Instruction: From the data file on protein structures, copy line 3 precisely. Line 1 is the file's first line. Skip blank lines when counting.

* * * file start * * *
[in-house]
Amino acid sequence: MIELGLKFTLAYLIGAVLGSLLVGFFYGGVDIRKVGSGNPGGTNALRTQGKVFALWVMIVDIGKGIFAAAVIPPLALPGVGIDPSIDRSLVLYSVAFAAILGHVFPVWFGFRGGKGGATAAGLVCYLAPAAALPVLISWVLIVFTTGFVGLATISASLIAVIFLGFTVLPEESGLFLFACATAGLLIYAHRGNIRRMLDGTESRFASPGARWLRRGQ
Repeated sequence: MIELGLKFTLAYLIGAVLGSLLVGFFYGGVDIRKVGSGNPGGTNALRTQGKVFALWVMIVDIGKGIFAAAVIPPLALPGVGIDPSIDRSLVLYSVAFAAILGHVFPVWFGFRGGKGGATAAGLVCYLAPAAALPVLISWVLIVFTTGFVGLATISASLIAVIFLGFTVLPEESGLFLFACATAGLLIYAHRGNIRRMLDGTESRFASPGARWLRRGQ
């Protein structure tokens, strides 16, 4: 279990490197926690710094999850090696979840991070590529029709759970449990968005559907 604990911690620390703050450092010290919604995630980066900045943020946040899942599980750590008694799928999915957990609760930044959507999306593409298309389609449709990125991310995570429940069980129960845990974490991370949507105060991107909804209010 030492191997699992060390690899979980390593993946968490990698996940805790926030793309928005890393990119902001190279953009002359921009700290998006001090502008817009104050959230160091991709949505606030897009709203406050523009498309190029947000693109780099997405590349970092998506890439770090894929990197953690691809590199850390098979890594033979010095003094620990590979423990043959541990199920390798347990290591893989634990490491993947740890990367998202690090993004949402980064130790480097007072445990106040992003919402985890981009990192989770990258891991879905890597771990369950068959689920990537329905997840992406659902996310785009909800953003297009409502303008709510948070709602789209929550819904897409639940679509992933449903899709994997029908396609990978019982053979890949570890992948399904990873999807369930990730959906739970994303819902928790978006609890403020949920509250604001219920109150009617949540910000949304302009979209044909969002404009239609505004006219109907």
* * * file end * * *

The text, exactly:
Repeated sequence: MIELGLKFTLAYLIGAVLGSLLVGFFYGGVDIRKVGSGNPGGTNALRTQGKVFALWVMIVDIGKGIFAAAVIPPLALPGVGIDPSIDRSLVLYSVAFAAILGHVFPVWFGFRGGKGGATAAGLVCYLAPAAALPVLISWVLIVFTTGFVGLATISASLIAVIFLGFTVLPEESGLFLFACATAGLLIYAHRGNIRRMLDGTESRFASPGARWLRRGQ